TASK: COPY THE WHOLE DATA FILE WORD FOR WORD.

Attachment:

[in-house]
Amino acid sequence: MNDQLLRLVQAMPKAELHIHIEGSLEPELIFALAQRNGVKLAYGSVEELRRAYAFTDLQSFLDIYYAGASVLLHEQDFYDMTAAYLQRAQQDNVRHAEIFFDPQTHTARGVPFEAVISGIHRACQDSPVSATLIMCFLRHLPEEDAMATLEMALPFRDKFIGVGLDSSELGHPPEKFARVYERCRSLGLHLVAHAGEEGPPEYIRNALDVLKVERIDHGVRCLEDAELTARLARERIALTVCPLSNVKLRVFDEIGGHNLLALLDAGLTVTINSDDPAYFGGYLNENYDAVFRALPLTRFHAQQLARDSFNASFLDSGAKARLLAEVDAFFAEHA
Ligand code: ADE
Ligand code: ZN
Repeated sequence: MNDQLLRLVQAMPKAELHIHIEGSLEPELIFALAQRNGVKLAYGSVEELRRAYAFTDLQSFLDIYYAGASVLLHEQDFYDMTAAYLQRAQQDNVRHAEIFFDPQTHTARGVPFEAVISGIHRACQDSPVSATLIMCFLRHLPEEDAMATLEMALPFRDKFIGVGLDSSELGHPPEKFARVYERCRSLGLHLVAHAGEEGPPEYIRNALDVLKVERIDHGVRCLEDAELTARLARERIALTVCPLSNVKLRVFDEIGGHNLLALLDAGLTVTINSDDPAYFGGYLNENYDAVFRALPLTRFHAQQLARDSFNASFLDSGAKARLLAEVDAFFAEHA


[in-house]
Amino acid sequence: MNDQLLRLVQAMPKAELHIHIEGSLEPELIFALAQRNGVKLAYGSVEELRRAYAFTDLQSFLDIYYAGASVLLHEQDFYDMTAAYLQRAQQDNVRHAEIFFDPQTHTARGVPFEAVISGIHRACQDSPVSATLIMCFLRHLPEEDAMATLEMALPFRDKFIGVGLDSSELGHPPEKFARVYERCRSLGLHLVAHAGEEGPPEYIRNALDVLKVERIDHGVRCLEDAELTARLARERIALTVCPLSNVKLRVFDEIGGHNLLALLDAGLTVTINSDDPAYFGGYLNENYDAVFRALPLTRFHAQQLARDSFNASFLDSGAKARLLAEVDAFFAEHA
Ligand code: ADE
Ligand code: ZN
Repeated sequence: MNDQLLRLVQAMPKAELHIHIEGSLEPELIFALAQRNGVKLAYGSVEELRRAYAFTDLQSFLDIYYAGASVLLHEQDFYDMTAAYLQRAQQDNVRHAEIFFDPQTHTARGVPFEAVISGIHRACQDSPVSATLIMCFLRHLPEEDAMATLEMALPFRDKFIGVGLDSSELGHPPEKFARVYERCRSLGLHLVAHAGEEGPPEYIRNALDVLKVERIDHGVRCLEDAELTARLARERIALTVCPLSNVKLRVFDEIGGHNLLALLDAGLTVTINSDDPAYFGGYLNENYDAVFRALPLTRFHAQQLARDSFNASFLDSGAKARLLAEVDAFFAEHA